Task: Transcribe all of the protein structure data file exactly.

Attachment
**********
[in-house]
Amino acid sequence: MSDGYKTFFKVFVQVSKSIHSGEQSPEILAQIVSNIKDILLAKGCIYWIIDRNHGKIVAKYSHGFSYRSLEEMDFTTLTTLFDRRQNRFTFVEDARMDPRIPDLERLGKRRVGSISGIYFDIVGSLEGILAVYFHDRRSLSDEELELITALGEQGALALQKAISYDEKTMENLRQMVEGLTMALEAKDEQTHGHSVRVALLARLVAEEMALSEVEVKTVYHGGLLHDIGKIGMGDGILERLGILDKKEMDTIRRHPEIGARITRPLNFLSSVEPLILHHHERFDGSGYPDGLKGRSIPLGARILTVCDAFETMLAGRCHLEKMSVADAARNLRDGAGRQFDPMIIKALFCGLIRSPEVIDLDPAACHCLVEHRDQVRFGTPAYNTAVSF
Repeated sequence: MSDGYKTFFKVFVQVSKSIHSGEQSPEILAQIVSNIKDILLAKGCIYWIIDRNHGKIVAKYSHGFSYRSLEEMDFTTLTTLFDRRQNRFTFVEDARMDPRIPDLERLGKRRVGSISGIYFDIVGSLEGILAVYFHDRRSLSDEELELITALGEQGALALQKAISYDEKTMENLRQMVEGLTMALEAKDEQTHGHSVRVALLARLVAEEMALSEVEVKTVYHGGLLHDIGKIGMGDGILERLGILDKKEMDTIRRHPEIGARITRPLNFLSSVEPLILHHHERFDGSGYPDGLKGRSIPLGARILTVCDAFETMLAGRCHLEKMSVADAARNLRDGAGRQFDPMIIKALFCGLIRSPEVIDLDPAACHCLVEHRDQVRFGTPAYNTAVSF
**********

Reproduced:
[in-house]
Amino acid sequence: MSDGYKTFFKVFVQVSKSIHSGEQSPEILAQIVSNIKDILLAKGCIYWIIDRNHGKIVAKYSHGFSYRSLEEMDFTTLTTLFDRRQNRFTFVEDARMDPRIPDLERLGKRRVGSISGIYFDIVGSLEGILAVYFHDRRSLSDEELELITALGEQGALALQKAISYDEKTMENLRQMVEGLTMALEAKDEQTHGHSVRVALLARLVAEEMALSEVEVKTVYHGGLLHDIGKIGMGDGILERLGILDKKEMDTIRRHPEIGARITRPLNFLSSVEPLILHHHERFDGSGYPDGLKGRSIPLGARILTVCDAFETMLAGRCHLEKMSVADAARNLRDGAGRQFDPMIIKALFCGLIRSPEVIDLDPAACHCLVEHRDQVRFGTPAYNTAVSF
Repeated sequence: MSDGYKTFFKVFVQVSKSIHSGEQSPEILAQIVSNIKDILLAKGCIYWIIDRNHGKIVAKYSHGFSYRSLEEMDFTTLTTLFDRRQNRFTFVEDARMDPRIPDLERLGKRRVGSISGIYFDIVGSLEGILAVYFHDRRSLSDEELELITALGEQGALALQKAISYDEKTMENLRQMVEGLTMALEAKDEQTHGHSVRVALLARLVAEEMALSEVEVKTVYHGGLLHDIGKIGMGDGILERLGILDKKEMDTIRRHPEIGARITRPLNFLSSVEPLILHHHERFDGSGYPDGLKGRSIPLGARILTVCDAFETMLAGRCHLEKMSVADAARNLRDGAGRQFDPMIIKALFCGLIRSPEVIDLDPAACHCLVEHRDQVRFGTPAYNTAVSF